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Haldwani clashes state-sponsored violence: Harish Rawat

In this interview with DH’s Sumit Pande, Harish Rawat claims communal polarisation in Uttar Pradesh is impacting politics in the neighbouring hill state and dubs communal clashes in Haldwani earlier this year as state-sponsored violence.
Last Updated 02 April 2024, 23:52 IST

New Delhi: Former Uttarakhand chief minister and Congress leader Harish Rawat has spent five terms in parliament. This time around, though, he is marshalling resources for his son Virendra, who is contesting from the Haridwar Lok Sabha seat against another former state CM, Trivendra Singh Rawat of the BJP. In this interview with DH’s Sumit Pande, Rawat claims communal polarisation in Uttar Pradesh is impacting politics in the neighbouring hill state and dubs communal clashes in Haldwani earlier this year as state-sponsored violence.

What are the issues Congress is raising in the Lok Sabha polls?

First of all, there is an anti-incumbency against the state government. And secondly, unemployment is emerging as a big issue. In the hilly region of the state, land laws restricting land purchase by outsiders are agitating the minds of the people.

Even when it was part of UP, traditionally, Uttarakhand hasn’t been affected by communal polarisation. But that does not seem to be the case anymore. How do you see the Haldwani communal flare-up?

There was no doubt encroachment there (where the violence broke out). However, it never affected communal harmony. The government deliberately created a situation to trigger a violent incident. It was a state-sponsored violence. You know that people are agitated, but you are starting the demolition without taking the locals into confidence. Had you spoken to those people, the violence could have been avoided. You (the administration) went there without preparation and created a situation that would create unrest.

The Congress had a strong base in Uttarakhand. But the party failed to win the past two Lok Sabha and assembly polls. What is the reason?

The first reason is that Uttarakhand politics is influenced by Uttar Pradesh. And whenever there is communal polarisation in UP, it tends to have a spillover impact in the hill state as well. We lost the past two assembly polls—in 2017 and 2022—by a very close margin. We were not able to counter the communal storm blowing in from UP in the past three days ahead of the elections.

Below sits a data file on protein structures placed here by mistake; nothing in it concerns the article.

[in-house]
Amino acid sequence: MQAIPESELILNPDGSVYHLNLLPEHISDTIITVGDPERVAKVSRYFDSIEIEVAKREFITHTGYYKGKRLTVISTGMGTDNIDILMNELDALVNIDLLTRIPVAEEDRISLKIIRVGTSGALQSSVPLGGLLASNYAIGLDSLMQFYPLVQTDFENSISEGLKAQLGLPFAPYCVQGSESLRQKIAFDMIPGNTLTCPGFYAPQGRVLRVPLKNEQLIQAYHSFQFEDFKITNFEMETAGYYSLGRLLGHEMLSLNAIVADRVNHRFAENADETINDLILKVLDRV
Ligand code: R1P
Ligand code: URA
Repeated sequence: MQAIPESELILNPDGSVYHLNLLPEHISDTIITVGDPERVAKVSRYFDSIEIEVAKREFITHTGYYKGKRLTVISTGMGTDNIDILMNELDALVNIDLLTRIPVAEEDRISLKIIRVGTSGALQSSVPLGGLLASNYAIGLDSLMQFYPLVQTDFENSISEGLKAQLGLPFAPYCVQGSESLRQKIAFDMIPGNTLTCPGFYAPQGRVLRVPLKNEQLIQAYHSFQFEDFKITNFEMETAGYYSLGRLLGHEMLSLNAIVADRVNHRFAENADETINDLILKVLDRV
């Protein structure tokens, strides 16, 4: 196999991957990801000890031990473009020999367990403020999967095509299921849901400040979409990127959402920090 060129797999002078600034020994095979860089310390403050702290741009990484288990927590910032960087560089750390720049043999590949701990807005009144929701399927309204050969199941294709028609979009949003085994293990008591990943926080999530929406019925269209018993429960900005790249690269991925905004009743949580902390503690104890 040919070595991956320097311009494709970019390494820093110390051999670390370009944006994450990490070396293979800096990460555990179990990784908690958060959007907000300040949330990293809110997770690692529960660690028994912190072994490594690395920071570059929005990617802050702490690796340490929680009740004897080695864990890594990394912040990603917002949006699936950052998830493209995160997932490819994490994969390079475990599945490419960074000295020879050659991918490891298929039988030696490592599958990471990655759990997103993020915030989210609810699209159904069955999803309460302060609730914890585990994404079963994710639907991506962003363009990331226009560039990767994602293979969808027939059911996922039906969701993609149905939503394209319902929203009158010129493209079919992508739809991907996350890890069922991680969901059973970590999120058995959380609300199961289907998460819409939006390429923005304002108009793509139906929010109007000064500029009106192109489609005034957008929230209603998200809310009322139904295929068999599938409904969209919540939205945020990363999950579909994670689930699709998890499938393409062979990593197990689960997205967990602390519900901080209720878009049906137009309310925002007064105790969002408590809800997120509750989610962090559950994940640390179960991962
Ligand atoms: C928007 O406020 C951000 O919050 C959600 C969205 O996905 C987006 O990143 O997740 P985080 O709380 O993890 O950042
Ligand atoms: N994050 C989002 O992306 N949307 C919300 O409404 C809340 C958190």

The people of Uttarakhand had great expectations when the state was formed in 2020. And yet, the migration in search of jobs from the hills continues unabated.

Migration continues because jobs and employment have not been created. There is also no attempt by the state government to mitigate migration. Additionally, the fear of wild animals who are venturing out of their natural habitats has added to the litany of people’s woes who are leaving their villages.

Your son Virendra Rawat is contesting elections from the seat that you once represented in the Lok Sabha. The BJP alleges this symbolises nepotism in Congress.

This is not an issue among the people. The voters look at the ties and relationships the candidate or his family has developed with the constituency. Debates on nepotism can be an intellectual exercise, but not a real one.

Without family support, it is difficult to survive in public life. Even if you are an MLA and have access to a chopper, you can reach 10 people every day. You can go everywhere, so your family tends to help you reach out and connect to your constituency.

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(Published 02 April 2024, 23:52 IST)

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